09 August 2009

We must pray for death

[NB. I welcome feedback on my all homilies. . .I am particularly interested in hearing what readers think of this one. . .feedback from Mass goers this morning was positive, but people rarely tell you in person if your homily bombed. Also, I would really appreciate hearing from deacons/priests/bishops who might read this piece. . .]

19th Sunday OT: 1 Kings 19.4-8; Eph 4.30-5.2; John 6.41-51
Fr. Philip Neri Powell, OP
Church of the Incarnation, Univ of Dallas

Elijah, the prophet of God, prays for death: “This is enough, O Lord! Take my life. . .” How thick, how deep must your despair be to pray for death? How heavy must your desperation be before you can no longer lift it? When do you cry to God: this is enough! Here and now, I am exhausted, weary beyond living. Elijah killed 450 prophets of Baal. For this reason, he confesses to his Lord, “. . .I am no better than my fathers. Take my life.” Elijah challenges Baal's prophets to a contest of power. He pits the real power of the Lord against the demonic power of the Canaanite god. Baal loses. And so do his prophets. Elijah marches the demon's priests to the River Kishon and cuts their throats. Fleeing the wrath of Jezebel for killing her prophets, Elijah goes into the desert and there he discovers—among the stones and sage brush—that he no longer wants to live. “This is enough, O Lord. Take my life. . .” Elijah, prophet of God, touched by His hand to speak His Word, despairs because he has murdered 450 men. What weight do you lift and carry? How thick and deep is the mire you must wade through? At what point do you surrender to God in anguish, walk into the desert, and pray for death? When you balance on the sharp point of desperation, poised to ask God to take your life, remember this: “When the afflicted call out, the Lord hears, and from all their distress He saves them! Taste and see the goodness of the Lord!”

To varying degrees and in different ways, all of us have discovered in one sort of desert or another that we are tired, exhausted beyond going another step. Overwhelmed by studies, financial stresses, marital strife, family feuds, personal sin, physical illness, we have all felt abandoned, stranded. We might say that it is nothing more than our lot in life to rejoice when our blessings are multiplied and cry when the well runs dry. These deserts look familiar. We've been here before and doubting not one whit, we know we will visit them again. We hope and keep on; we pray and trust in God. This is what we do, we who live near the cross. But there are those times when the desert seems endless and only death will bring rescue. We find hope in dying. And so, we cry out to God: “Take my life, O Lord!” Is this the prayer we should pray when we find ourselves broken and bleeding in the deserts of despair? It is. There is none better.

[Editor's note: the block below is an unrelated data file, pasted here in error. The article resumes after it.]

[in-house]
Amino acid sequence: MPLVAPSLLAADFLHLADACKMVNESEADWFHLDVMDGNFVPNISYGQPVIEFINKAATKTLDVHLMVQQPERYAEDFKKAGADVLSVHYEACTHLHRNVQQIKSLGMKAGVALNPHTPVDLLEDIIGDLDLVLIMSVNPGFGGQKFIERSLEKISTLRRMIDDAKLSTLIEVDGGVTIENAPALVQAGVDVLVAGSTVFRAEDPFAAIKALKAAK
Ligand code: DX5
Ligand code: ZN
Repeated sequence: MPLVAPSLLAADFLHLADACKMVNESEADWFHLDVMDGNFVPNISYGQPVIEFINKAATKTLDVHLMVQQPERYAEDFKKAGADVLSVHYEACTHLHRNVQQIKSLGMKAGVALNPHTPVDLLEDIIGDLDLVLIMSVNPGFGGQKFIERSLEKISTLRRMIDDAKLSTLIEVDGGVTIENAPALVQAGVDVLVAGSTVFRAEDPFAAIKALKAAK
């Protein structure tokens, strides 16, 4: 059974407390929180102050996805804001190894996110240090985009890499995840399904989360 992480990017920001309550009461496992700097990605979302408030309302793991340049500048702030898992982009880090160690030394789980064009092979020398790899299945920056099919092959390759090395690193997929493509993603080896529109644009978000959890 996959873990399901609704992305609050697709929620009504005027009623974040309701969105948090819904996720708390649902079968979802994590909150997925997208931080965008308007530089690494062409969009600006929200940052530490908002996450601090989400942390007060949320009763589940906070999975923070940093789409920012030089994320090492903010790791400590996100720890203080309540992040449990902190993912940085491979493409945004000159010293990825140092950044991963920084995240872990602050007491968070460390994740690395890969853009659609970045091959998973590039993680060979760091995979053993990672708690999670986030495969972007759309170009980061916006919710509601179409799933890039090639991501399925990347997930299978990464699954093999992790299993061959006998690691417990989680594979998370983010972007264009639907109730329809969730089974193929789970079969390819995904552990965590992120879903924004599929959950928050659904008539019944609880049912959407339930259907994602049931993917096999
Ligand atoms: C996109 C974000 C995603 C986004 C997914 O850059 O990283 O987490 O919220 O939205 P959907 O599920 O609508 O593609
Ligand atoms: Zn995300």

The witness of scripture pokes at us to remember that our God provides. Beaten down and hunted by Jezebel, exhausted by his prayer, Elijah falls asleep under the broom tree. An angel comes to him twice with food and drink, ordering him to wake up and eat: “Get up and eat, else the journey will be too long for you!” Elijah obeys. Strengthened by the angelic supper, he walks for forty days and nights; he walks to God on Mt. Horeb. The Lord provides. Jesus reminds the Jews who are murmuring about his teaching that their ancestors wandered around in the desert for forty years, surviving on angelic food. Though they died as we all do, and despite their constant despairing, they survived as a people to arrive in the land promised to them by God. As always, the Lord provides. Paul reminds the Ephesians (and us) that Christ handed himself over “as a sacrificial offering to God” for us, thus giving us access to the Father's bounty, eternal access to only food and drink we will ever need to survive. Paul writes, “. . .you were sealed for the day of redemption.” Therefore, “. . .be kind to one another, compassionate, forgiving one another as God has forgiven you in Christ.” We always have before us the feast of mercy. The Lord provides. So, wake up! And eat!

What are we promised, and what is provided? Even the slightest glance at scripture, even the most cursory perusal of our Christian history will reveal that following Christ on pilgrimage to the cross is no picnic. To paraphrase Lynn Anderson, “He never promised us a rose garden.” Sure, Christ promised us a garden alright. But it's the Garden of Gethsemane. Betrayal, blood, and a sacrificial death. He also promised us persecution, trial, conviction, and exile. He promised us nothing more than what he himself received as the Messiah. A life of hardship as a witness and the authority of the Word. The burdens of preaching mercy and the rewards of telling the truth. An ignoble death on a cross and a glorious resurrection from the tomb. What he promises, he provides. All that he provides is given from His Father's treasury. Food and drink on the way. The peace of reconciliation. A Father's love for His children. And an eternal life lived in worship before the throne.